19. “List out your core values.”
20. “What makes you feel empty? How do you tend to fill that void?”
21. “Think about unhealthy relationships you have currently or have had previously. What’s the common theme?”
22. “Think about the people closest to you. What would you change about them, if you could, to improve your relationship (perhaps something to do with the way you resolve conflicts)?”
23. “When is the last time you felt let down?”
24. “What in your life gives you the most purpose?”
25. “What things make you judgemental?”
26. “What emotions tend to bring out the worst in you?”
27. “What does freedom mean to you?”
28. “What would you most like to be recognised for?”
29. “Negative traits tend to develop in childhood as a defence mechanism. They’re useful at the time, but not as adults. List your least desirable traits. “
30. “What makes you feel most valued? “
31. “With whom or in which situations do you find yourself slipping on a mask or embodying a different persona?”
32. “Think about your friendships. Which ones make you feel safe, secure, and loved?”
33. “When have you been self-sabotaging or destructive in your life?”
34. “How do you tend to respond to compliments? Make a concerted effort to learn to simply say ‘thank you’, if you don’t already do this.”
Shadow Work Prompts For The Workplace
Work consumes an enormous amount of our time in life. Whether you work from home, go to an office, a school, a hospital, or a construction site, we all work.
Work is a place where we are evaluated and judged, not only by others but by ourselves as well.
Work is also the place where our greatest insecurities can emerge. We ask ourselves if we are good enough, can we do this particular task, do we have the skill and know-how, would a co-worker not be a better person for this task, and on and on.
We often sabotage our success at work because of self-doubt around our capabilities.
Work also provides an ideal stage for some of our nastier qualities to come to the fore. For example, you may really want that promotion, but others are also in the running.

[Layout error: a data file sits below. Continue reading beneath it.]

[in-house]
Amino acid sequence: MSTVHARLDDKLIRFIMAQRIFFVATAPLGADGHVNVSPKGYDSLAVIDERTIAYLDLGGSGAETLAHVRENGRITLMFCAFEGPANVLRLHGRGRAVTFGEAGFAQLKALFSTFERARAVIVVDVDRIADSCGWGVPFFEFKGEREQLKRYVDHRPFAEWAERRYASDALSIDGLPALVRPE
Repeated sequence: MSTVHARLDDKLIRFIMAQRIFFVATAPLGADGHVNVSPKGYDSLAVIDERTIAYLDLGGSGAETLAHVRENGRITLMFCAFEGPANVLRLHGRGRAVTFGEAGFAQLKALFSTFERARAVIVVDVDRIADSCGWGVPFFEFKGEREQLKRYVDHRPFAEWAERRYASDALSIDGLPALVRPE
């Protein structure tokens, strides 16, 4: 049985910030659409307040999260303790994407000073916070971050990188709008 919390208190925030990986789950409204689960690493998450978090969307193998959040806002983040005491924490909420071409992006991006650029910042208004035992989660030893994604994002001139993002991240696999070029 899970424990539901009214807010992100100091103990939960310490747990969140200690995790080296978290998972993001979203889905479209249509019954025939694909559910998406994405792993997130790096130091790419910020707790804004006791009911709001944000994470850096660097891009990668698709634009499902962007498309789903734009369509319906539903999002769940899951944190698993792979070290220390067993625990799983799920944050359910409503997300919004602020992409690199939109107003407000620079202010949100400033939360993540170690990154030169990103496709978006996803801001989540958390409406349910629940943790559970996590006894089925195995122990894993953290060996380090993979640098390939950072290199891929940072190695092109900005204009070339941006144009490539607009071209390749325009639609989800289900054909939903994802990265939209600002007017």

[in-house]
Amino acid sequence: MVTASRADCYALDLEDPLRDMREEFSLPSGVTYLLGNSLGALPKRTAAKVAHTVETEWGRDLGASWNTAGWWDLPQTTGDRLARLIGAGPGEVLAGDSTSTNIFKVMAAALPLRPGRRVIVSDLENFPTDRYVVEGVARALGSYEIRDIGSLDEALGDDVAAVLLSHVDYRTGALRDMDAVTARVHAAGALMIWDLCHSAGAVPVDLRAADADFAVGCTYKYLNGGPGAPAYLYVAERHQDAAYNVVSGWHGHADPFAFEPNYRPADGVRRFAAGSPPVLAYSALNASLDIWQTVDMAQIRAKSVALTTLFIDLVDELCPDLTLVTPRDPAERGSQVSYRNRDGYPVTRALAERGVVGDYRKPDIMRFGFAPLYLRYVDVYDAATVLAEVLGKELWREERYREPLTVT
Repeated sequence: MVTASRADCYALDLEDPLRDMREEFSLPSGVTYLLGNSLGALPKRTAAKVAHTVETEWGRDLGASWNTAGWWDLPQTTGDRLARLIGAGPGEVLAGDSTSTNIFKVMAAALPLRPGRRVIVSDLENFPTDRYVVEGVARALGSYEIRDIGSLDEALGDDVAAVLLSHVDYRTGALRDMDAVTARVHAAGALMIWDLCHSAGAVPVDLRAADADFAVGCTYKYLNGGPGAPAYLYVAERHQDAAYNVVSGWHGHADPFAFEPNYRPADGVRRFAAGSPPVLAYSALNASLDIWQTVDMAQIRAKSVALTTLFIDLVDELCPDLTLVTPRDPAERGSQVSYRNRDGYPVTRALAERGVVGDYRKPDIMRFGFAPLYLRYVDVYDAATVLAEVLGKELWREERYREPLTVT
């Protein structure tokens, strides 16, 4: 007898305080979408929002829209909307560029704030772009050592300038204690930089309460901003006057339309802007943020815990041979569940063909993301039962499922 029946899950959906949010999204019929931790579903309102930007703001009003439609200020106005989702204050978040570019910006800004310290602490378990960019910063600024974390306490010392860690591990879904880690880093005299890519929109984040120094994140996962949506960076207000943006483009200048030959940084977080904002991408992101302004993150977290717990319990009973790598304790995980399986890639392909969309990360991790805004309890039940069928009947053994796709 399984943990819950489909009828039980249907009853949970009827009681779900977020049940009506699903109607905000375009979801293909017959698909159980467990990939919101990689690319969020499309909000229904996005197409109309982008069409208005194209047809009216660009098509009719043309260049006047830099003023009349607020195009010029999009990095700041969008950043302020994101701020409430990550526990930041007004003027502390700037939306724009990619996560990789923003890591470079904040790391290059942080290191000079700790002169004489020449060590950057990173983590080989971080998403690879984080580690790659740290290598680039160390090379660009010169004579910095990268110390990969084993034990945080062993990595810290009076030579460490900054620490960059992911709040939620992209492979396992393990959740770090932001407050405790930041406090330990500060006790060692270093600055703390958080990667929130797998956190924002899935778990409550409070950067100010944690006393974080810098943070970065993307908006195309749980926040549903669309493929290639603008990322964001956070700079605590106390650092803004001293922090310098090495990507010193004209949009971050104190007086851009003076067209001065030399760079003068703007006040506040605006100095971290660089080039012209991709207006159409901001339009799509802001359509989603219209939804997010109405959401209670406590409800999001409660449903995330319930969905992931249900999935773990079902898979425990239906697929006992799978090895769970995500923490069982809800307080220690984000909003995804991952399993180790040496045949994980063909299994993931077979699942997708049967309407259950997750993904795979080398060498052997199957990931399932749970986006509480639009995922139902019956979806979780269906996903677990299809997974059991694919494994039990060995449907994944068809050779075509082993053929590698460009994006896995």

Your desire to win becomes so great that you become consumed with jealousy and hatred for your opponents.
Look at the list of prompts to help you work through issues you have that are associated with work.
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23 Shadow Work Prompts For Workplace
35. “What kind of work requests trigger you negatively? Why do you think that is?”
36. “How do people describe you at work?”
37. “What expectations feel hard to live up to at work?”
38. “What would you do differently if you could start your career over again?”
39. “Do you wish people treated you differently at work? How so?”
40. “What skill do you think you might have a knack for but don’t try or talk about because you’re afraid of failing?”
41. “What is something people often get wrong about you at work?”
42. “What kind of responsibilities drain you at work?”
43. “What do you wish you could change about your workplace or career?”
44. “What kind of advice do people come to you for? Why do you think that is?”
45. “What do you wish people knew about you at work?”
46. “What expectations feel easy to live up to but don’t feel authentic to who you are?”
47. “When was the last time you felt betrayed by someone? What happened? What do you wish they knew about you?”
48. “What does your family mean to you? How have they impacted your life?”
49. “What destructive patterns do you notice you repeat? Why do you think you repeat them?”
50. “What habits do you feel guilty or shameful about? Why?”